"What the materialist does is presume a substance outside consciousness called matter which nobody has ever found, Scientists have been looking for it for 2000 years, they haven't found it — they won't ever find it. They abstract or imagine this substance called matter outside consciousness. They then consider that substance ( matter ) the fundamental reality, and then they imagine in a convoluted line of reasoning, they then imagine that consciousness is derived from matter."​

We could just as easily say this:

What the non-materialist does is presume something other than matter called consciousness which nobody has ever found, Scientists have been looking for it for 2000 years, they haven't found it — they won't ever find it. They abstract or imagine this thing called consciousness outside the material. They then consider consciousness the fundamental reality, and then they imagine in a convoluted line of reasoning that what we assume is material is derived from consciousness."​

This is basic philosophy — classical materialism versus subjective idealism. In the end there's no way to be sure what the actual situation is at the most fundamental level. Personally I think it's neither matter nor consciousness — but nature.

In the meantime, we are only left with what we can perceive in our immediate realm, and no matter which way you spin it, upside down or right side up, there is a bridge that leads us out of this conundrum called The Cogito — but do you see it?


Excellent post!!
 
Personally I think it's neither matter nor consciousness — but nature

This sentence especially stood out.
After talking about pattern, vishishtadvaita (qualified non-dualism), and now reading this....
Maybe it makes more sense, that NATURE is fundamental (encompassing both matter and consciousness, particle and wave, division and oneness)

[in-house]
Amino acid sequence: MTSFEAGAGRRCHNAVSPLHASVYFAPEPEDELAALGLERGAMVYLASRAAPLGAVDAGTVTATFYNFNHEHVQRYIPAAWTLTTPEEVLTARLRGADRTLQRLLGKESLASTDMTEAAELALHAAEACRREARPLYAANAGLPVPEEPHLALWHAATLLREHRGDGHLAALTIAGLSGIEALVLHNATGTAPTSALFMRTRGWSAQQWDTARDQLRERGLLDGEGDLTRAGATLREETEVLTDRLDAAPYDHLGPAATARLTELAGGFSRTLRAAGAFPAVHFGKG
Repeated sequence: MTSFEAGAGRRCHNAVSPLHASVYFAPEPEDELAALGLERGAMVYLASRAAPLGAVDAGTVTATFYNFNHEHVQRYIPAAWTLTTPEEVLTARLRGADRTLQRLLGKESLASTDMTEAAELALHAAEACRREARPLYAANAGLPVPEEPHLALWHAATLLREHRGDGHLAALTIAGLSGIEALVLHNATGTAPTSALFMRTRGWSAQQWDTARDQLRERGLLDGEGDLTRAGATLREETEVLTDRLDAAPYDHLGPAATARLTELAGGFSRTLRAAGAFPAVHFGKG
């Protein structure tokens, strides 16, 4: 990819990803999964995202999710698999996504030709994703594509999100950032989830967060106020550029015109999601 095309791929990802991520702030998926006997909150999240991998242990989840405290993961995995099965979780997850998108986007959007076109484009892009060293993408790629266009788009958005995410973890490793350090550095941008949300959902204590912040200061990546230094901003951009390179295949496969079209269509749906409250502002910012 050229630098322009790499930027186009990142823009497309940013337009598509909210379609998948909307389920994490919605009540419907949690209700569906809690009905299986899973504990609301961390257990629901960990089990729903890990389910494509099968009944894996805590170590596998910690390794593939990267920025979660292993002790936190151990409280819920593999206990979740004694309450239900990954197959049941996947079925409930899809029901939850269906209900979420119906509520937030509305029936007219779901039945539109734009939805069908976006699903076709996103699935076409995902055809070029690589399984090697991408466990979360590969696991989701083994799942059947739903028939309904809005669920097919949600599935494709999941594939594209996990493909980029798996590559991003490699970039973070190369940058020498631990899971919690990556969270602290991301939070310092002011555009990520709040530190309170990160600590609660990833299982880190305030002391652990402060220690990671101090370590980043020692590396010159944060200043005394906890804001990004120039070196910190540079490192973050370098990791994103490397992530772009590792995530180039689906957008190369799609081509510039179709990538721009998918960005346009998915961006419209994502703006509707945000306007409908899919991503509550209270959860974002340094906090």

In other words, "pattern", "vishishtadvaita", "nature", are all terms that essentially have the same meaning

Very interested to hear feedback on this
 
The fact that carving a memory into the brain involves a living human.

I must admit that neurology isn't something I'm that familiar with. But am I correct in saying that memories haven't been isolated to a particular part of the brain?

I'm trying to tread carefully here, but I had the impression that it's just an assumption that to have a memory depends on the brain

If the person is dead during the NDE then the experience must wait to be introduced to the brain until it’s revival. Nobody has explained that part yet, so I must leave the possibility that it’s transmitted.

Weird though, that the most common reported description of NDEs is (to paraphrase):
"more real than real"...

That pattern is so overwhelming. And as reported, the NDEs are typically profoundly life-altering, and the memory of the NDE stays fresh in the memory, even decades later...

I think these are extremely important data points.

In those regards, we can then compare them with reported UFO encounters etc.

Furthermore, Cherylee Black said something important in that regard. Does anyone remember? She compared the FRESH memories of her NDEs to some other unusual phenomena that DIDN'T stay in her memory. She said she'd even forgotten about many of those occurrences until she read it in her diary years later

https://skeptiko.com/cherylee-black-nde-psychokinesis-548/
 
the statement. "Only a materialist could make such an assertion" is a variation on what's known as the No True Scotsman fallacy. In this case, the issue of a brain based explanation has been hand waved in favor of an argument that arbitrarily assumes a position that I don't personally hold, and presents it as counterpoint. Therefore the claim that "Only a materialist could make such an assertion." is false.

You're the one doing the hand-waving -- bringing up the No true Scotsman fallacy as, ironically, itself a No true Scotsman fallacy. I said what I said because your initial statement ("Logically, brain function is the first most rational explanation") is what materialists would say, elevating rationality as they conceive of it to the unassailable sine qua non of logicality. There is the implication that if one quibbles with the words logical or rational one is de facto not worth consideration. Everything that materialists assert is based on their giving preeminence to logicality and rationality.